Panel: Alyssa Nicholl Joe Eames John Papa Ward Bell Special Guests: Martin Jakubik In this episode, the Adventures in Angular panel talk with Martin Jakubik and he has been working with Angular for the last three years. He has one large and one small Angular application, which the panel talks about. Show Topics: 2:31 – Alyssa likes to be called... 2:40 – Alyssa: You have a large and small application – what makes it small? Is it the user-base? 2:56 – Martin: It is one module out of ten or twenty components. 2: 59 – Panelist: Only 1 Angular module? 3:47 – Panelist: Joe went off on how much he hates modules. I am sorry JP we had to throw that in that? 4:04 – Joe: I am an anti-modulist. 4:11 – Martin: Just one module. 4:21 – Panelist: When you are building an application with one module – start us from the beginning, what does it look like? 4:38 – Martin: It is actually quite special. It has to run in an iFrame, and all it does it allows the user to add into the experiment. 5:05 – Alyssa: Is it like a CMS? 5:10 – Martin: It is like Google Optimize. The application is quite simple and every component is in that one module. 5:36 – Panelist: How many do you have? 5:44 – Martin: There are less than 10 services and 20 components at most. 5:57 – Panelist: I feel personally, I feel like that I a decent size? 6:11 – Panelist: That makes perfect sense. If there is no routing or nothing... 6:40 – Panelist: Asks a question, and clarifies the question to Martin. 7:48 – Panelist: It is nice and clean. 7:55 – Panelist: I do, too. 8:08 – Alyssa: How new is it? 8:15 – Panelist: June/July? 8:32 – Martin: I am using the new style. 9:01 – Panelist: I am leery of using it. 9:13 - Panelist: I would like to clarify. When you mention you have 20 components... 9:40 - Panelist: Do it. 10:34 – Panelist: Webpack. Can you explain what that is and how you solved it? 10:57 – Martin: I don’t think I did anything special. I wanted to know how it works. I used webpack and used their configurations. Several months into the project then I... 11:40 – Panelist: Why did you decide not to use the CLI? This is like an Iron Man thing. 11:55 – Panelist: I think it’s a pain thing. 12:05 – Martin: I wanted to know how it works. 12:32 – Martin: I started from scratch, I can’t remember. 12:44 – Panelist: Whenever I use webpack it makes my head spin. 12:56 – Martin: The application was very simple. I was doing more blogging. 13:45 – Panelist: It is doing more configurations on the fly for you. It’s wonderful if it works and if it doesn’t work then I don’t know what you’d do. 14:17 – Martin: That’s why I did it, so I can appreciate all the magic. 14:30 – Panelist: How big is big? 14:36 – Martin: Enterprise level. 100 different components. 15:06 – Panelist chimes in. 15:13 – Panelist: That is complex. 15:28 – Panelist: let’s add more modules to add to the complexity... 15:55 – Alyssa: When you took your app to the CLI was that hard? 16:06 – Martin: That took me one whole day. The module is so simple that’s why. 16:32 – Panelist talks about this topic. 17:39 – Panelist asks a question. 17:53 – Panelist: Fixing any problem ... ever work on tooling help people if they have their stuff in the right file name? 18:18 – Martin: I used Cypress. 18:58 – Panelist: Under what situation would you recommend it to anyone? Do it your own webpack configuration? 19:23 – Martin: Only if... 19:51 – Alyssa: What if you wanted to add a watermark to each file, do you have to stop adding the CLI? 20:13 – Panelist: So am I...what are the boundaries, I don’t know what they are? I’m curious. 20:41 – Panelist: Are you asking, Alyssa, how you would customize it? 21:09 – Panelist: You won’t loose all the features that you get. You now elected out of that place where they had it; webpack configurations. 22:12 – Panelist: What happened to it ejecting? How do you get it out of there? 22:26 – Good question! I have – I like to play with scissors. 22:43 – Advertisement 23:32 – Panelist reads a message from the company. How do you get that voice? 24:10 – First you have to have a really deep sinus cold. 25:00 – Panelist: Do you live without eject? I really don’t care. What I care about...Scratch that! I want to know what kinds of things you can’t do with a CLI that would drive you to do your own application? What other things could you not do in webpack. 25:50 – Martin: I wanted to see how it works. 25:56 – Panelist: Now I use CLI and all it’s features except testing. I use Cypress completely separate than CLI. 26:46 – Panelist: I feel like it’s talking to the one person without a cellphone. 27:01 – Panelist: Wow! I had no concept that life could be like that! I thought you had to have a cellphone. 27:29 – Martin: What does anyone use the CLI for anyways? 27:44 – Martin: I use it for unit tests. 27:52 – Panelist: Another question. 28:30 – Alyssa: You write things out by hand because it’s easier?! 28:44 – Panelist: You copy, and paste and it’s less work. 29:06 – Panelist: It feels easier. 29:22 – Joe: No, I am serious. 29:48 – Joe: Yes, I am amazing. 30:30 – Martin talks about another topic. 30:48 – Alyssa: When you generate a component do you put it into a different file? 31:29 – Panel: We are all friends here and we aren’t shaming anyone here. We are joking here. 32:00 – Alyssa: It’s that he can write it from memory. 33:08 – Panelist: I have been using Vue lately. He also talks about Angular and mentions Sarah Drasner, too. 34:26 – Panelist: Not everyone has a memory like him, though. 35:32 – Panelist: The fourth version of Renderer. 36:28 – Panelist: We are not talking about Nirvana the band, here. 36:46 – Alyssa: It will be the new Renderer. It’s out for you to try. Check out Angular Air. He was trying out IB yourself right now. People are flipping out about it. I am excited to see how my Angular app runs differently now. Here is the code that was generated, here is the code that... I am not sure that there is a promise date. Any secrets heads-up on when it will come out? 38:22 – Panelist: The big question what does this mean for my existing code? Do I have to change my existing code? 38:48 – Alyssa: The Angular team is working so that there are minimal changes. I don’t have a good answer. NGGC. For third-party libraries you run it through and it... I don’t know what that means for the community. 39:49 – Panelist: My hope is that they... 40:03 – Alyssa: For your third-party... 40:18 – Panelist: Question: between your small and large pack? What architectural differences are there? 40:44 – Martin: I have a template edit. 41:03 – Panelist: Come to my... 41:32 – Panel talks about talks that Jon can do. 42:13 – Panelist: True story... The panel is having fun going back and forth with jokes. 43:03 – Panelist: This kind of stuff creeps into production code. That’s the great thing about copy and paste. 43:21 – Panelist: We had a rule, though, if it happens more than once let’s put into our build. 44:20 – It’s 3 hours if you have a CI process, if you don’t... 44:33 – Console.log 44:49 – Martin chimes in. 45:14 – Panelist: Let’s talk about an iFrame in your app? 45:27 – Martin: The point is to be able to do it with any... Make sure that it doesn’t collide. The CSS wasn’t separated. I had to put my application inside an iFrame. 46:27 – Panelist: Thanks for coming on for us, Martin. 46:37 – Picks! 46:44 - Advertisement Links: Martin Jakubik’s Medium How to Copy, Cut, Paste for Beginners by Melanie Pinola Art Joker Blog @AngularMine Cypress Vue Renderer Sponsors: Angular Boot Camp Digital Ocean Get a Coder Job course Picks: Alyssa Question as my pick – About Angular 7...(47:52) True or False? Martin Thank you for having me today. Present your work more. I challenge you all to cook. Blog: Bratislava Angular Ward How to Copy, Cut, and Paste Joe Brian Holt – Eleven Tips to Scale Node.js NPM scripts – I relearned something “new” lately.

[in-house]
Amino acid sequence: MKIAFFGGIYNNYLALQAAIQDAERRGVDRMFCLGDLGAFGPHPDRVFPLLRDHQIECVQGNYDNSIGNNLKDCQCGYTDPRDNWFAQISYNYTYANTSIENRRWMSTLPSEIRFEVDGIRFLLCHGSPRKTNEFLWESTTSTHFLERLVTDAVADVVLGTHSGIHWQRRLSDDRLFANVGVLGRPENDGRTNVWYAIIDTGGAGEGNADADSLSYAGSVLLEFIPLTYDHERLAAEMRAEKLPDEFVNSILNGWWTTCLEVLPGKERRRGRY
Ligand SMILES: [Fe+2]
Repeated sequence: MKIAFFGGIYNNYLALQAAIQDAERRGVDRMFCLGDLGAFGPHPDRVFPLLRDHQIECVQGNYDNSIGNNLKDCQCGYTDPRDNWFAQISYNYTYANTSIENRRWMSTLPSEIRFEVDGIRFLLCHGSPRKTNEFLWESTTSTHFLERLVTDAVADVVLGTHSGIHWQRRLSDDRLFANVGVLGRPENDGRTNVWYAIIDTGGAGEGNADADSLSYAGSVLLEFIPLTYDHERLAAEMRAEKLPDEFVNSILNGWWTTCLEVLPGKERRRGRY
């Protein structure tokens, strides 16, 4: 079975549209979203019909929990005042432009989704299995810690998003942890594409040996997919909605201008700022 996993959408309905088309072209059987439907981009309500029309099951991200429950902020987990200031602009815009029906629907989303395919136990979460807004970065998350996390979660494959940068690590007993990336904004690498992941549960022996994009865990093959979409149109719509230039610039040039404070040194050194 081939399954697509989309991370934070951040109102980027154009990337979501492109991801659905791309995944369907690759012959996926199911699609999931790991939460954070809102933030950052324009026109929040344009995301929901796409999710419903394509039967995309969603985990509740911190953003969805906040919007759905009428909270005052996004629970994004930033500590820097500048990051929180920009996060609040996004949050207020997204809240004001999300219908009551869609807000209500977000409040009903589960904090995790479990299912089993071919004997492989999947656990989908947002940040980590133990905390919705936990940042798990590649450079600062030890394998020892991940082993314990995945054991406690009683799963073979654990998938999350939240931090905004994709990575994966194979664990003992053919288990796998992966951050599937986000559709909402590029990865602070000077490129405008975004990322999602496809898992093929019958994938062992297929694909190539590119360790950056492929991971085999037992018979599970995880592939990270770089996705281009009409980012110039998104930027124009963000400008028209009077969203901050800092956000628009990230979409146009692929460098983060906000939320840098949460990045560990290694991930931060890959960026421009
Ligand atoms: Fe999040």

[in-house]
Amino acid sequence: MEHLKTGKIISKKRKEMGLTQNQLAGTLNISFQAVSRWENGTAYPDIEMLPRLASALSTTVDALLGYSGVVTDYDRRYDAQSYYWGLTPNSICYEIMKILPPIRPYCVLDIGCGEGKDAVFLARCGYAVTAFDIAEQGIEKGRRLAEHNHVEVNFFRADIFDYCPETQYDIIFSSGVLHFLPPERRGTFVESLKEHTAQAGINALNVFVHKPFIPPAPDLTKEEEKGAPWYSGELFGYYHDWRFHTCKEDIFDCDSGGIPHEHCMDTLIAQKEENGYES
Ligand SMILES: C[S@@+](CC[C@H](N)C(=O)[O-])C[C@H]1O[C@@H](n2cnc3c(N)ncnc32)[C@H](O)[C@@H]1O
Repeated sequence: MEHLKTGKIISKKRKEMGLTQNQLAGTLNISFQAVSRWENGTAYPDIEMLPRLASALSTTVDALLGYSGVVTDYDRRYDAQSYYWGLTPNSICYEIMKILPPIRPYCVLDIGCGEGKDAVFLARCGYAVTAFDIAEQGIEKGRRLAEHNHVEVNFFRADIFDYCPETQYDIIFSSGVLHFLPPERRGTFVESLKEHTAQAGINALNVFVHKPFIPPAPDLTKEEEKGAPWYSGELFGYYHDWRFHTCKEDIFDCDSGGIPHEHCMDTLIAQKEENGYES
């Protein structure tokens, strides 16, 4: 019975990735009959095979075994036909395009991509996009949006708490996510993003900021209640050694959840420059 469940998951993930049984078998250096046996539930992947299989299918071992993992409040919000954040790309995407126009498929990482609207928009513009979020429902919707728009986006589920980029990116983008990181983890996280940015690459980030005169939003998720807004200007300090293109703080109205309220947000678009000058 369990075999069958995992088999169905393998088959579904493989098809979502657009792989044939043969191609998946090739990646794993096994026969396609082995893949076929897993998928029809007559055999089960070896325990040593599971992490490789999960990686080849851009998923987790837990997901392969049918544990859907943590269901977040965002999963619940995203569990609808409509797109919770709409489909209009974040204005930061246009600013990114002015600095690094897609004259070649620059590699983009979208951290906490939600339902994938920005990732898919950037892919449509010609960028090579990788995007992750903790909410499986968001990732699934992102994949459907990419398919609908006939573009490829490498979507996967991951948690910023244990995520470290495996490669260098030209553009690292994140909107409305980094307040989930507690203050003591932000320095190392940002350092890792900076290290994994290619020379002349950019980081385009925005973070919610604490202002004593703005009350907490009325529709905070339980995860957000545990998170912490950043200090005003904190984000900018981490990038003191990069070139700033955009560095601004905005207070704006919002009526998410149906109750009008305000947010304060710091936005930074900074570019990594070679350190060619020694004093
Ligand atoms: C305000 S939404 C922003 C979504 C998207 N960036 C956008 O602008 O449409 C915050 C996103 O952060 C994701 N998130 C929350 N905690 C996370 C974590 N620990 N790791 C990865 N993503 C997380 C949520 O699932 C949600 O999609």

September 18, 2018